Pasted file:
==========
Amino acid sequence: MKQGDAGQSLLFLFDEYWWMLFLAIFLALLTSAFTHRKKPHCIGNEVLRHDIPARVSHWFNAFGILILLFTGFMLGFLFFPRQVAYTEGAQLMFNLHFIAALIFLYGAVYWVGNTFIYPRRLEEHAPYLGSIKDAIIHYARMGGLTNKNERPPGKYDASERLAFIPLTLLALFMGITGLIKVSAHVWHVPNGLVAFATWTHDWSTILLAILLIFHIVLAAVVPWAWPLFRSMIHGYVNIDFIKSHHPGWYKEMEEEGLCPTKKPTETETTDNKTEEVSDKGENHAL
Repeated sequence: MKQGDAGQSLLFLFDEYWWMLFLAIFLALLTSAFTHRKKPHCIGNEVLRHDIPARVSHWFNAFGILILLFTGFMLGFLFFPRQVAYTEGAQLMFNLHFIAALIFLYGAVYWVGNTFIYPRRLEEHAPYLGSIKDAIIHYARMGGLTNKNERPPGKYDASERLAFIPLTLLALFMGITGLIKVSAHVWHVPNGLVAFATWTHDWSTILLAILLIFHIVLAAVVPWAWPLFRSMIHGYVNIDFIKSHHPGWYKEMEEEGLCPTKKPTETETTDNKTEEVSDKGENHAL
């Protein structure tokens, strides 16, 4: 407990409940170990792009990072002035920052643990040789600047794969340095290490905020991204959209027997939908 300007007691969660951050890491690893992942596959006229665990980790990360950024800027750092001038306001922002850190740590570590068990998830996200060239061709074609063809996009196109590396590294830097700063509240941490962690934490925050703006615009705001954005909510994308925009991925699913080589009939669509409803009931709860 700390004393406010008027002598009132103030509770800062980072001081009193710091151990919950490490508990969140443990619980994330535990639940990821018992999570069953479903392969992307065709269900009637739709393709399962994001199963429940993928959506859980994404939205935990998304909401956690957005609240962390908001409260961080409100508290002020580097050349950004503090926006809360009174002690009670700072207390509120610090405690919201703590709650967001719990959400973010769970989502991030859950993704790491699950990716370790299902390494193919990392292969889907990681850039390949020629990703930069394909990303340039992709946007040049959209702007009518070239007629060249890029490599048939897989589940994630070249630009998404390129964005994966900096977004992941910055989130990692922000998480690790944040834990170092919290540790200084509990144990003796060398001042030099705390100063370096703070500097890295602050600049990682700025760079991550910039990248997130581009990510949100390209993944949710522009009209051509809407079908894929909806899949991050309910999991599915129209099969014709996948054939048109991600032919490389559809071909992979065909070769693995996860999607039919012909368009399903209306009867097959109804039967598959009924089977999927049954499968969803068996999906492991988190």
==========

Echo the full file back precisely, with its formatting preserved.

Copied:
Amino acid sequence: MKQGDAGQSLLFLFDEYWWMLFLAIFLALLTSAFTHRKKPHCIGNEVLRHDIPARVSHWFNAFGILILLFTGFMLGFLFFPRQVAYTEGAQLMFNLHFIAALIFLYGAVYWVGNTFIYPRRLEEHAPYLGSIKDAIIHYARMGGLTNKNERPPGKYDASERLAFIPLTLLALFMGITGLIKVSAHVWHVPNGLVAFATWTHDWSTILLAILLIFHIVLAAVVPWAWPLFRSMIHGYVNIDFIKSHHPGWYKEMEEEGLCPTKKPTETETTDNKTEEVSDKGENHAL
Repeated sequence: MKQGDAGQSLLFLFDEYWWMLFLAIFLALLTSAFTHRKKPHCIGNEVLRHDIPARVSHWFNAFGILILLFTGFMLGFLFFPRQVAYTEGAQLMFNLHFIAALIFLYGAVYWVGNTFIYPRRLEEHAPYLGSIKDAIIHYARMGGLTNKNERPPGKYDASERLAFIPLTLLALFMGITGLIKVSAHVWHVPNGLVAFATWTHDWSTILLAILLIFHIVLAAVVPWAWPLFRSMIHGYVNIDFIKSHHPGWYKEMEEEGLCPTKKPTETETTDNKTEEVSDKGENHAL
């Protein structure tokens, strides 16, 4: 407990409940170990792009990072002035920052643990040789600047794969340095290490905020991204959209027997939908 300007007691969660951050890491690893992942596959006229665990980790990360950024800027750092001038306001922002850190740590570590068990998830996200060239061709074609063809996009196109590396590294830097700063509240941490962690934490925050703006615009705001954005909510994308925009991925699913080589009939669509409803009931709860 700390004393406010008027002598009132103030509770800062980072001081009193710091151990919950490490508990969140443990619980994330535990639940990821018992999570069953479903392969992307065709269900009637739709393709399962994001199963429940993928959506859980994404939205935990998304909401956690957005609240962390908001409260961080409100508290002020580097050349950004503090926006809360009174002690009670700072207390509120610090405690919201703590709650967001719990959400973010769970989502991030859950993704790491699950990716370790299902390494193919990392292969889907990681850039390949020629990703930069394909990303340039992709946007040049959209702007009518070239007629060249890029490599048939897989589940994630070249630009998404390129964005994966900096977004992941910055989130990692922000998480690790944040834990170092919290540790200084509990144990003796060398001042030099705390100063370096703070500097890295602050600049990682700025760079991550910039990248997130581009990510949100390209993944949710522009009209051509809407079908894929909806899949991050309910999991599915129209099969014709996948054939048109991600032919490389559809071909992979065909070769693995996860999607039919012909368009399903209306009867097959109804039967598959009924089977999927049954499968969803068996999906492991988190």